What are trans fats anyway? The American Heart Association says, “Trans fats (or trans fatty acids) are created in an industrial process that adds hydrogen to liquid vegetable oils to make them more solid.” They are used because they are easy to handle, inexpensive to produce, they have a great shelf life and they create a great taste and texture as a food ingredient.
Dr. Liz Applegate: Senior Lecturer, Department of Nutrition and Director of Sports Nutrition, Intercollegiate Athletics, University of California – Davis
Dr. Ruth MacDonald: Chair and Professor of the Department of Food Science & Human Nutrition, Iowa State University.
Scientifically speaking, what are trans fats?
Dr. Applegate: "Trans" refers to the configuration of the chemical bonds within the fat. Artificially-produced trans fats are found in partially-hydrogenated and hydrogenated oils. Small amounts of trans fats are naturally occurring in foods like butter and beef, while the remainder come from hydrogenated vegetable oils, such as margarine and shortening, that have been chemically produced.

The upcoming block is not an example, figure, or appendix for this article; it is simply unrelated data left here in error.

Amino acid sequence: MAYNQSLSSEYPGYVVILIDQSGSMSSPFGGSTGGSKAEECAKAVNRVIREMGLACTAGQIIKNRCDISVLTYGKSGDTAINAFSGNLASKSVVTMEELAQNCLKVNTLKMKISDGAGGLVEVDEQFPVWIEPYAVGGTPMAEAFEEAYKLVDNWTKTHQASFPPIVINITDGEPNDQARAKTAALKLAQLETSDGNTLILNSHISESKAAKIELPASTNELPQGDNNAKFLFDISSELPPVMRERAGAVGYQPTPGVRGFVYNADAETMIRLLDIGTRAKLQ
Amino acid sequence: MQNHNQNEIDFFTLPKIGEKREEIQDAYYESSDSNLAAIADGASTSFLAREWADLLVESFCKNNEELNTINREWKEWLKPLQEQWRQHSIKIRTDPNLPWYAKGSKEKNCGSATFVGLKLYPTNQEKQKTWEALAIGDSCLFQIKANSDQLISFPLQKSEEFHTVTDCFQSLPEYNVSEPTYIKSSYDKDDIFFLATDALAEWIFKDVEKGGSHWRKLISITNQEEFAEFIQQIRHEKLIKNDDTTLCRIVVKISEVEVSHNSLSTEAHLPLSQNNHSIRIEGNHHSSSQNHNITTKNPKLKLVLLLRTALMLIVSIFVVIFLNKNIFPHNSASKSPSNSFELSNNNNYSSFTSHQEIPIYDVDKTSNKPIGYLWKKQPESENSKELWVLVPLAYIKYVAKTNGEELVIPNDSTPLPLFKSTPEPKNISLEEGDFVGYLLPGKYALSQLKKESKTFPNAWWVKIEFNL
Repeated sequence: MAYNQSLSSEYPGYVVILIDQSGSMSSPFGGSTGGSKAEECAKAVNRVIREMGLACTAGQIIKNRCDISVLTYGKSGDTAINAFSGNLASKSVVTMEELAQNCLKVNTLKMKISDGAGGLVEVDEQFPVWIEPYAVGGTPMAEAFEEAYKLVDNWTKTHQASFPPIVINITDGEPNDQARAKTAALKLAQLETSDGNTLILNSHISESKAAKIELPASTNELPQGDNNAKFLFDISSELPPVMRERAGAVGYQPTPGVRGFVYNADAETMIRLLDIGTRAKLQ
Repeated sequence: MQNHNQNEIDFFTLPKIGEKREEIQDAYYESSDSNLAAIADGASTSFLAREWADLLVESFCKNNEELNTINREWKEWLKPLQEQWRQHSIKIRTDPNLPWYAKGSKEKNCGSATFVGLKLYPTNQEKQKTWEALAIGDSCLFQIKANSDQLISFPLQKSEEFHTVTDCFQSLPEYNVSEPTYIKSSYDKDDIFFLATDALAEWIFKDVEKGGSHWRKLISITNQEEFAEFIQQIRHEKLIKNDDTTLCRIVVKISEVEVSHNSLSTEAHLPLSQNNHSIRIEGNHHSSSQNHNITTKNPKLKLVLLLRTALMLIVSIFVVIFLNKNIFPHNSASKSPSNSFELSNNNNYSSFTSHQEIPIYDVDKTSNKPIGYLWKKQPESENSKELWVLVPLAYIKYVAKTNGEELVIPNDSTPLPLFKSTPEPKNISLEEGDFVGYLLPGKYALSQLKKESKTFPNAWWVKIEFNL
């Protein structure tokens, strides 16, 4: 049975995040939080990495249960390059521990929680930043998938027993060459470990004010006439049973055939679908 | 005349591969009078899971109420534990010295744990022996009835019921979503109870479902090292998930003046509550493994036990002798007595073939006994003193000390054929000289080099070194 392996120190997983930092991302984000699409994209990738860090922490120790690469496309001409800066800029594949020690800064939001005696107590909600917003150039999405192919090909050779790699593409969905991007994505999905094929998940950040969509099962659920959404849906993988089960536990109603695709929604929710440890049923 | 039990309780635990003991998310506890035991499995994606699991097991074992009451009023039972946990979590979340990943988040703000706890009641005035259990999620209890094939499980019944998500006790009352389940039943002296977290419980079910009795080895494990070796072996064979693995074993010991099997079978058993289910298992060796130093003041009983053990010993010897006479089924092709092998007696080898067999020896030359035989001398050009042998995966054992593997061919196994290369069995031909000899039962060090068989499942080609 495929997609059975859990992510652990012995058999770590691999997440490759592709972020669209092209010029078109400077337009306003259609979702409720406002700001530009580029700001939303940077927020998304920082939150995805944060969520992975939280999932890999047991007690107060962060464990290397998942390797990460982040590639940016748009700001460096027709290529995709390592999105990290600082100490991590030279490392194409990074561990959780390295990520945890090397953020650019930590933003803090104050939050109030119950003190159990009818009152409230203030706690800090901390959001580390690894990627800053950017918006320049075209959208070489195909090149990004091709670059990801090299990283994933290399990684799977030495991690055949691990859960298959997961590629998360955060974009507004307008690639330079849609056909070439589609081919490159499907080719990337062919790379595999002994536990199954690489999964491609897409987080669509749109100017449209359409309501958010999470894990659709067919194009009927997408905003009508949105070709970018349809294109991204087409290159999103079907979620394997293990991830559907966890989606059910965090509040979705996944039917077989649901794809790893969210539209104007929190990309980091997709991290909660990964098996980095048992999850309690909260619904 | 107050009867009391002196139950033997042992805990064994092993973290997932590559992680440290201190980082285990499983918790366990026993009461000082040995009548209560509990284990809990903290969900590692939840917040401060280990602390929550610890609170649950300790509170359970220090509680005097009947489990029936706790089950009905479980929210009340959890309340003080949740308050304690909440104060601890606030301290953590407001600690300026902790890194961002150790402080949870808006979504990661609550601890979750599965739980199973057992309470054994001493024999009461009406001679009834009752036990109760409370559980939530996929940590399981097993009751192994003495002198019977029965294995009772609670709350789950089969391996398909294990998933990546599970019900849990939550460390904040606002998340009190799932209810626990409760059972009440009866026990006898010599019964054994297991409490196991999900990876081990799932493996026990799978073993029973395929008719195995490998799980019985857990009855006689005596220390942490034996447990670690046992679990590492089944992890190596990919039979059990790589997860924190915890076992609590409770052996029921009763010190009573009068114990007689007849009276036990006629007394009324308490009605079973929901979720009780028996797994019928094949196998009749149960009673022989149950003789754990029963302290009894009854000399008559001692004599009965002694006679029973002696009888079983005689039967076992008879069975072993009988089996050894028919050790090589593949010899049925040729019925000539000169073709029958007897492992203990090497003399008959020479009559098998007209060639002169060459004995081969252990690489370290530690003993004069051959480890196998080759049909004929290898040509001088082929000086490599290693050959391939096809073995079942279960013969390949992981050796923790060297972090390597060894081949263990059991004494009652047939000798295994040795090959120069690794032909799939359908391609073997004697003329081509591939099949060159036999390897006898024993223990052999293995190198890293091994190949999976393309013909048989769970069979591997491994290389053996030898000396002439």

Dr. MacDonald: Fatty acids are strings of carbon molecules connected together. A carbon molecule can bind to four other molecules – so typically in the chain each carbon is attached to two hydrogen molecules (and two carbons). In some fats, one hydrogen is removed and the electrons form a double bond across the carbon-carbon link. This creates a two-sided molecule around the double bond (one side with a carbon and the other with the carbon chain) that allows the entire chain to bend in space. When the carbon chains are in the same plane, opposite of the hydrogens, the result is a cis-fatty acid. When the carbon chains are opposite each other this is called a trans-fatty acid. In nature, the majority of fatty acids are cis, and the enzyme machinery of our bodies are designed to use and degrade cis fatty acids. Hence, trans fatty acids are not easily degraded in the body.
How can trans fats be removed from food products?
Dr. Applegate: Trans fats have different melting points than fully saturated oils, so trans fats can be removed based on their melting points.